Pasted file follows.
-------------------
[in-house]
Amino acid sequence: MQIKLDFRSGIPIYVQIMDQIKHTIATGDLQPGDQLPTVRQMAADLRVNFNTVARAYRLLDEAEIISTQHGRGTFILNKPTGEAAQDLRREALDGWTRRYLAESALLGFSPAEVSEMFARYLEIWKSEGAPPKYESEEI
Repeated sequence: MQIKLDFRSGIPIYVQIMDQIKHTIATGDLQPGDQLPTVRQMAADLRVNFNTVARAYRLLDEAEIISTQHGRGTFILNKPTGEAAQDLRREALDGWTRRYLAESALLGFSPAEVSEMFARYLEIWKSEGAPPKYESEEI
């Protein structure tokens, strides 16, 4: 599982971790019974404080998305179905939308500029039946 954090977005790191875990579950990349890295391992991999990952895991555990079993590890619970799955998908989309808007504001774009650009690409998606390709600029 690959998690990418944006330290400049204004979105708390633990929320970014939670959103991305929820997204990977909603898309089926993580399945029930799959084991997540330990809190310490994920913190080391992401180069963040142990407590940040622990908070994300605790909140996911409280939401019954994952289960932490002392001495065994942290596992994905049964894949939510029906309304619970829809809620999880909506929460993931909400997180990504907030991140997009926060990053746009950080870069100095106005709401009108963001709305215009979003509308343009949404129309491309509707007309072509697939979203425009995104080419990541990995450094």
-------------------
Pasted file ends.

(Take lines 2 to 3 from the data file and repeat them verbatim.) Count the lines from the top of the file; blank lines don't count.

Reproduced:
Amino acid sequence: MQIKLDFRSGIPIYVQIMDQIKHTIATGDLQPGDQLPTVRQMAADLRVNFNTVARAYRLLDEAEIISTQHGRGTFILNKPTGEAAQDLRREALDGWTRRYLAESALLGFSPAEVSEMFARYLEIWKSEGAPPKYESEEI
Repeated sequence: MQIKLDFRSGIPIYVQIMDQIKHTIATGDLQPGDQLPTVRQMAADLRVNFNTVARAYRLLDEAEIISTQHGRGTFILNKPTGEAAQDLRREALDGWTRRYLAESALLGFSPAEVSEMFARYLEIWKSEGAPPKYESEEI